In 2018 I made a significant shift in my coaching practice. I started saying “no” to remedial coaching. Why? Remedial coaching aims to address behavioural or mindset problems. It is tough work and involves working with resistant or outright hostile clients. These are people with ‘sendee syndrome’ as facilitators say. Often, coaching is a final step in a disciplinary process for these employees. They aren’t committed to change and just want to go through the motions of turning up because ‘HR said so’.
The early part of my career was dedicated to training and coaching in conflict resolution. So working with this type of client was normal for me. However, specialising in this area meant I was often exposed to negative or hostile people, who didn’t really want to learn. Deciding to shift the focus of my business meant turning towards a more inspiring and proactive type of client. Indeed, I soon realised that my ideal client is the exact opposite of a negative deviant – it’s a so-called ‘positive deviant’ and high achieving professional. In particular, I thrive when coaching ambitious, experienced and high achieving people who think in quirky ways. These tend to be the glass ceiling breakers and the knowledge workers in our organisations.
Positive deviants are not easy to work with. They face a range of unique challenges because they think differently to others within their organisations. This can mean they face unique challenges in relation to communicating their ideas and getting others onside. As naturally curious and innovative thinkers, though, these people are always a pleasure to work with. What do I like specifically about working with positive deviants?
Positive deviants are naturally goal oriented
Drive and determination bring out the best in coaching clients. Because positive deviants tend to have ambitious and significant goals, they are fascinating to work with. Many positive deviants see themselves as mavericks. This means when they find a coach who understands their way of thinking, they naturally become highly motivated coaching clients.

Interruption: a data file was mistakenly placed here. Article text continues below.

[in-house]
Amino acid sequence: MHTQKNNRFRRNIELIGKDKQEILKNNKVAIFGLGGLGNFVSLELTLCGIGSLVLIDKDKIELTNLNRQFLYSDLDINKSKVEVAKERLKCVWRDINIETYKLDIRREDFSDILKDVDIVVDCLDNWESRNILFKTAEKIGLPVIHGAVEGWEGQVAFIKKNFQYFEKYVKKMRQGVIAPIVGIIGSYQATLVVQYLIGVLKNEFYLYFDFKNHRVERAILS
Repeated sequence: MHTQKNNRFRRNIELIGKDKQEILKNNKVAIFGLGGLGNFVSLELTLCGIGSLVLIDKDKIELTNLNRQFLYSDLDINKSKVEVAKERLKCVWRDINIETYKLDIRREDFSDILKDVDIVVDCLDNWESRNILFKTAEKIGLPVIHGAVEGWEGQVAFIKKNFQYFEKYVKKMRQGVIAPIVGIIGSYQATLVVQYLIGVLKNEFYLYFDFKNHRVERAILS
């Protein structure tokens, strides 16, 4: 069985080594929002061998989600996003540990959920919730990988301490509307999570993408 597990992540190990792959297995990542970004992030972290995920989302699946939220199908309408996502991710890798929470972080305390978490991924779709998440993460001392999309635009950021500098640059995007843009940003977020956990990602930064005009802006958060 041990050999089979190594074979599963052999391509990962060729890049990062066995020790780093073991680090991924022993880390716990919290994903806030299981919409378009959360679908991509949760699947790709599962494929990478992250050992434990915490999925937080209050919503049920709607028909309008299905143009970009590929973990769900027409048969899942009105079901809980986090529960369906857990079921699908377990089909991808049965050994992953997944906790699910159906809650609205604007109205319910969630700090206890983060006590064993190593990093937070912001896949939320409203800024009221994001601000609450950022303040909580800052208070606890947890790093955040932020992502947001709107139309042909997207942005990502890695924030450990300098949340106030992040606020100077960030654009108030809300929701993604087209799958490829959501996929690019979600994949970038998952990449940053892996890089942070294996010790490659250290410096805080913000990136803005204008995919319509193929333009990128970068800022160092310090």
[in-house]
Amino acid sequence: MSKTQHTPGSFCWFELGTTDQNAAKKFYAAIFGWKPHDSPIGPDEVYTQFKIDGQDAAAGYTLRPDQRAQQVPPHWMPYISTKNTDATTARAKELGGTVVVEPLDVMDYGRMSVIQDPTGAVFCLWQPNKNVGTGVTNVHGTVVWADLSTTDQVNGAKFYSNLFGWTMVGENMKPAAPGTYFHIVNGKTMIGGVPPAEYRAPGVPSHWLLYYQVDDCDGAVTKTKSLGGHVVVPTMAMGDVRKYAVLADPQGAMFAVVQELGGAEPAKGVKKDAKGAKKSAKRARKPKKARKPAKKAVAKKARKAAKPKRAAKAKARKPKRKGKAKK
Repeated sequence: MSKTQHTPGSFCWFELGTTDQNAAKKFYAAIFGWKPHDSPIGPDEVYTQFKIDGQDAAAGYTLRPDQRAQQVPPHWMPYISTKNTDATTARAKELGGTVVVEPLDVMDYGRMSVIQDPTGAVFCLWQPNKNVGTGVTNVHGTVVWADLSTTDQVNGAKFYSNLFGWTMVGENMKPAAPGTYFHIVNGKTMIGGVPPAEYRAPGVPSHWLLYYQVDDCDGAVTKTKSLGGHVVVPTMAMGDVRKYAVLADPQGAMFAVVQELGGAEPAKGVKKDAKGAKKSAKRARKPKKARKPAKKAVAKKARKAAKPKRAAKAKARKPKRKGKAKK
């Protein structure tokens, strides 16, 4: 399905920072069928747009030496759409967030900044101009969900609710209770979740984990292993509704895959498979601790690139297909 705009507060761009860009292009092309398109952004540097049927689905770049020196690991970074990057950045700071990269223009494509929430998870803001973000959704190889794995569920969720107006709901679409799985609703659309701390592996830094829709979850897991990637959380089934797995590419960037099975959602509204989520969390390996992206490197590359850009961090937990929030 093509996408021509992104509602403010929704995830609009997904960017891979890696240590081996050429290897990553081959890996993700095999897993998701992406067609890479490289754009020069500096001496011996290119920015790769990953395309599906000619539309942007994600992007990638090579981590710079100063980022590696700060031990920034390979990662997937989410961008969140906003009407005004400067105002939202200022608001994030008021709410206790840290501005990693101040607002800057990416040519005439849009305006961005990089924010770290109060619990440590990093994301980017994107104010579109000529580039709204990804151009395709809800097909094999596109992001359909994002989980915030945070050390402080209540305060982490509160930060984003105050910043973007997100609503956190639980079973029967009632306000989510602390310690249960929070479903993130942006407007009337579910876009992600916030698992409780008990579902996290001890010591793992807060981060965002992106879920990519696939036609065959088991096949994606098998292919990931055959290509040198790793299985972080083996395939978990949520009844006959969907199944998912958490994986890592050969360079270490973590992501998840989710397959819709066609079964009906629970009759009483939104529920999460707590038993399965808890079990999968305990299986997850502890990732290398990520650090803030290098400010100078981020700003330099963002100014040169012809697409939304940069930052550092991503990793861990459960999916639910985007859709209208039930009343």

They see solutions where others see problems
The most interesting thing about positive deviants is they tend to not even notice problems. Their curiosity mindsets focus their attention on the intrigue of overcoming challenges. This means they step naturally into the solution focused mode of thinking. The result is a fast paced, creative and dynamic approach to getting results. An ideal client for me, because I love working with results-oriented people.
Many positive deviants crave robust feedback
As people who excel, positive deviants are often overlooked by their leaders. Less experienced leaders often focus on performance problems, rather than seeing the benefits of creating stretch goals and giving feedback to positive deviants. This means that positive deviants thrive in the coaching environment, especially when they have a coach who is willing to point out thinking patterns or behaviours which are slowing down success.
Focusing on positive deviants allows organisations to accelerate change
After all, it is the positive deviants who do things differently. They naturally step into the zone of excellence. This means their efforts tend to have significant impact on both team and organisational outcomes. The rewards of working with people who create ripple effects of positivity are numerous. This is why I would rather have fewer clients, but positively deviant clients, in my coaching business these days.
To find out more about bringing out the best in positive deviants, download Eleanor Shakiba’s free e-book. The Positive Psychology Toolkit for HR and L&D Practitioners is a great resource for any trainer or facilitator who is eager to find out more about positive psychology.
About the author: Eleanor Shakiba
Eleanor is a trainer and coach, with a passion for unleashing the power of positive deviance in talented people. She has taught more than 50,000 people how to excel professionally. An expert in the field of Positive Psychology, Eleanor is also qualified in Social Anthropology, Counselling, Coaching, Adult Education and Neuro Linguistic Programming. She specialises in helping HR and L&D practitioners to unleash the power of positive psychology in business. Her major focus in developing three key areas that support positive workplace cultures: positive mindset, proactive communication and purposeful leadership. Eleanor is the author of the Positive Psychology Toolkit for HR and L&D Practitioners. Download your free copy here.